Kyowa Kirin’s bet on Orchard Therapeutics has paid off, furnishing the Japanese drugmaker with a newly approved gene therapy in the U.S. that’s already started to prove itself in Europe over the past several years.

The FDA on Monday gave a thumbs-up to Orchard’s Lenmeldy, also known as atidarsagene autotemcel, as the first U.S.-approved gene therapy for kids with certain types of metachromatic leukodystrophy (MLD).

MLD, which affects around one in every 40,000 people in the U.S., is a rare genetic disease that affects the brain and nervous system. The condition arises from a deficiency of the enzyme known as arylsulfatase A (ARSA), which causes a buildup of fatty substances in a person’s cells, in turn dealing damage to the central and peripheral nervous systems.

As a gene therapy, Lenmeldy is given as a one-time, bespoke infusion made from the patient’s own hematopoietic stem cells that have been genetically modified to include functional copies of the ARSA gene.

Prior to treatment with Lenmeldy, patients must undergo high-dose chemotherapy to remove cells from the bone marrow so they can be replaced by modified cells in the gene therapy.

The FDA based its approval on data from 37 children who were given Lenmeldy in a pair of single-arm, open-label clinical trials as well as an expanded access program.

Orchard’s studies compared kids treated with Lenmeldy to untreated children, finding that patients treated with Lenmeldy saw significantly reduced motor impairment or death versus untreated children, according to an FDA press release.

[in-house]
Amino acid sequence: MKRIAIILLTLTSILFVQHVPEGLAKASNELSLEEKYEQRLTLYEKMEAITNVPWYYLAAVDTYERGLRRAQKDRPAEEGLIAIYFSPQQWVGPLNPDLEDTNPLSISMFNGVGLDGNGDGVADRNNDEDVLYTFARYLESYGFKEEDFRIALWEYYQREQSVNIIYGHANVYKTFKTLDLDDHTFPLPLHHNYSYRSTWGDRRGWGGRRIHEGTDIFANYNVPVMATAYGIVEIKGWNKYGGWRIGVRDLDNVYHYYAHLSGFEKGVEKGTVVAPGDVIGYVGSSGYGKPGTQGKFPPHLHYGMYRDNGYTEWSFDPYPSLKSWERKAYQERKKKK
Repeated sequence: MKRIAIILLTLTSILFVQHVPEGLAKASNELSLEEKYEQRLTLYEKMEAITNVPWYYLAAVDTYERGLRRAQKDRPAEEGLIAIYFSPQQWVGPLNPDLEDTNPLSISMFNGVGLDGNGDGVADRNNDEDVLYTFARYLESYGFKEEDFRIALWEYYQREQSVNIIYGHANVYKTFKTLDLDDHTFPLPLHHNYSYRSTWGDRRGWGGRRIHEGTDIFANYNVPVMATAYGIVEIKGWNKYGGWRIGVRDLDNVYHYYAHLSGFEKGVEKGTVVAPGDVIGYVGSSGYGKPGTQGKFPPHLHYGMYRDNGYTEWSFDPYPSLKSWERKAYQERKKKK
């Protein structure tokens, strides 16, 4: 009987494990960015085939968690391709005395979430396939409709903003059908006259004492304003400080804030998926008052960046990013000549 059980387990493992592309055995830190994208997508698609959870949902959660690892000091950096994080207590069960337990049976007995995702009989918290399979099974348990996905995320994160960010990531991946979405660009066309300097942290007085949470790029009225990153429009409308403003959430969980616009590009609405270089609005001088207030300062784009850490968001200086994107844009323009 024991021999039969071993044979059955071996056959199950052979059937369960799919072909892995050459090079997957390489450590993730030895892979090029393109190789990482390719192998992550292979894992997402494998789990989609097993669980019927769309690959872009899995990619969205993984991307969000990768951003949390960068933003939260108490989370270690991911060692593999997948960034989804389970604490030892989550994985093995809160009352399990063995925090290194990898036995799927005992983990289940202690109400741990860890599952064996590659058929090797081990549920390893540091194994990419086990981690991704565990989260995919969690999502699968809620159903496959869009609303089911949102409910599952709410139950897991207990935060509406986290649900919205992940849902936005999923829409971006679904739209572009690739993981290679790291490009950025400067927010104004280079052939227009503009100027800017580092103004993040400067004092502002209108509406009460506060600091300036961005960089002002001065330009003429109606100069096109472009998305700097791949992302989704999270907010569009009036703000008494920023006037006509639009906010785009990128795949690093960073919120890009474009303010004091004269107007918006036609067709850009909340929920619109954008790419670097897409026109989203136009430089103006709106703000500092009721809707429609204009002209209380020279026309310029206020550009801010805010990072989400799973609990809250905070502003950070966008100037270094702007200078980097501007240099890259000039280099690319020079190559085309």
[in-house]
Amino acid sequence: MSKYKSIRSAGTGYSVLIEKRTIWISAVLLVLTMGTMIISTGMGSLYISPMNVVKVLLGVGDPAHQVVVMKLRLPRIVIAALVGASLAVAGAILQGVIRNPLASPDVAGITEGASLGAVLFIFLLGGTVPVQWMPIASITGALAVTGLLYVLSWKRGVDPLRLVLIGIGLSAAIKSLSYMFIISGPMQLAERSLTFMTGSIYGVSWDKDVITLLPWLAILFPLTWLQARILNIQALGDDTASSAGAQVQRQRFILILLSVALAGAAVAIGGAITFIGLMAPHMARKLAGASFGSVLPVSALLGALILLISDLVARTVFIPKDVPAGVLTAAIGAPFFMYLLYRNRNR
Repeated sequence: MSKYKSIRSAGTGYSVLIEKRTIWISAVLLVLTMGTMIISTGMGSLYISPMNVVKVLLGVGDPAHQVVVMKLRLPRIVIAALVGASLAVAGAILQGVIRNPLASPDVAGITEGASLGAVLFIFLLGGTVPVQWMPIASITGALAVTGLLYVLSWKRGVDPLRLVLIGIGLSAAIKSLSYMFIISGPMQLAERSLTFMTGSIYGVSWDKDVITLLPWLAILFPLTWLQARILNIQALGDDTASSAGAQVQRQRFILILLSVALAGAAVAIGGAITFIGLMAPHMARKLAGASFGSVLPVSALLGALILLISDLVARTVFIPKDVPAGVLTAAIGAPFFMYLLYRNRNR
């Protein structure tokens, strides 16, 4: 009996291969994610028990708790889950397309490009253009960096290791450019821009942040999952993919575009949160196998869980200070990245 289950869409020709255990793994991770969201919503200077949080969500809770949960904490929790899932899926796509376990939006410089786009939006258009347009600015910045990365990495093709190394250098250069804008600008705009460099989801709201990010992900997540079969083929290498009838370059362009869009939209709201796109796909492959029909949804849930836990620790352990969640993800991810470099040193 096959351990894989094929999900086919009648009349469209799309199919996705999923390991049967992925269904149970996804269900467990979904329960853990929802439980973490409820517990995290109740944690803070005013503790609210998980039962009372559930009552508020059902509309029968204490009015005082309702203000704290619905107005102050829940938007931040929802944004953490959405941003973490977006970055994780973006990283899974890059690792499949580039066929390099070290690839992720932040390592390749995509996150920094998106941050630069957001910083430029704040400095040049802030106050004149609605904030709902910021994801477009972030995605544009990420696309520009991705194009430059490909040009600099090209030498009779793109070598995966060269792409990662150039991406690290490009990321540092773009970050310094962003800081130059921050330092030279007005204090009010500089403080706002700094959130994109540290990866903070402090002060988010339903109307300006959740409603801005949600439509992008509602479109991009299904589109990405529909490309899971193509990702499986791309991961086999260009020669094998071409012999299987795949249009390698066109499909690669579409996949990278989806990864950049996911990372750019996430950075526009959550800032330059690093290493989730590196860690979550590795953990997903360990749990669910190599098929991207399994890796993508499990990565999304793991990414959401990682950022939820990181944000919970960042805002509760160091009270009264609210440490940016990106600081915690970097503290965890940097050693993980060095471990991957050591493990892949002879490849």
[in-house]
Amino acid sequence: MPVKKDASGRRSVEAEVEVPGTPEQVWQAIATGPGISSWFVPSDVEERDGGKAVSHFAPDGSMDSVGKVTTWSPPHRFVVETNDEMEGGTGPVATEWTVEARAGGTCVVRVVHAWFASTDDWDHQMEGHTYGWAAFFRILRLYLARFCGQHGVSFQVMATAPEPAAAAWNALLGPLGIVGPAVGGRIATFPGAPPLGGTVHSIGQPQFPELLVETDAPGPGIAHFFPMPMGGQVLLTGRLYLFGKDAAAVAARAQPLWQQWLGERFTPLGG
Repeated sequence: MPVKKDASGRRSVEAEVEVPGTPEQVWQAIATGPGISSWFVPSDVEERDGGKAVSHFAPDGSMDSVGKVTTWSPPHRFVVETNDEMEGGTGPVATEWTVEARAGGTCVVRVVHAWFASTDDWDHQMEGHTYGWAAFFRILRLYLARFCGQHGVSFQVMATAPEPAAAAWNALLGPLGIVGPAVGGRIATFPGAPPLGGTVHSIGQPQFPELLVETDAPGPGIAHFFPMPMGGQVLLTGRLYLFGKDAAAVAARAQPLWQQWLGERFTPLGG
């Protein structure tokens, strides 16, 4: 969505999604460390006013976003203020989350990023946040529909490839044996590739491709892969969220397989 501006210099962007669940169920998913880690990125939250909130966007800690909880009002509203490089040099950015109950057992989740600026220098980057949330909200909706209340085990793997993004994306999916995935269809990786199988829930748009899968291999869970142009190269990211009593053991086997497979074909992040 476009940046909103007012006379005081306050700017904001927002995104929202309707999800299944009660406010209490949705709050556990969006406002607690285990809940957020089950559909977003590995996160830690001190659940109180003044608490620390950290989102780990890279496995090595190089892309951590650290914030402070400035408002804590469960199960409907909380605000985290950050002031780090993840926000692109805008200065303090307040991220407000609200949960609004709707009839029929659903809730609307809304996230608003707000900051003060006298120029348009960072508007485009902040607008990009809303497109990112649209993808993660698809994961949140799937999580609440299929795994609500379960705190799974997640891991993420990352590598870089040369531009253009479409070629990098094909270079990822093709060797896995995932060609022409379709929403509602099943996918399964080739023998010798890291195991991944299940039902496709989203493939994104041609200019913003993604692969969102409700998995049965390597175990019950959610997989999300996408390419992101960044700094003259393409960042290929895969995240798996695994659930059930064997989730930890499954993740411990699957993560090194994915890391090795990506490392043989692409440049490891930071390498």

Orchard snagged the first approval for its MLD gene therapy in December 2020 in Europe, where the drug is known as Libmeldy. A month after that nod in the EU, Libmeldy picked up a regenerative medicine advanced therapy designation from the FDA to hasten the med’s potential arrival stateside.

Orchard’s latest approval in the U.S. marks a win for Kyowa Kirin, too. Last October, the Japan-based company shelled out $387.4 million upfront to take over Orchard and get its hands on the biotech’s gene therapy, still coded at the time as OTL-200.

At the time of the transaction, Kyowa said it figured it could maximize the value of Lenmeldy in tandem with advancing the biotech’s pipeline of gene therapies targeting a range of conditions. Kyowa’s acquisition was designed, in part, to fill a gap left in the company’s pipeline after it stopped work on one of three major next-generation candidates—the Parkinson’s disease prospect KW-6356.

Kyowa Kirin and Orchard haven’t yet revealed a price for Lenmeldy in the U.S., but cost previously proved an issue for the medication in the U.K.

Back in July 2021, England’s drug cost watchdog the National Institute for Health and Care Excellence rejected the gene therapy for use in the U.K., noting the drug was too expensive and had yet to be proven long-term.

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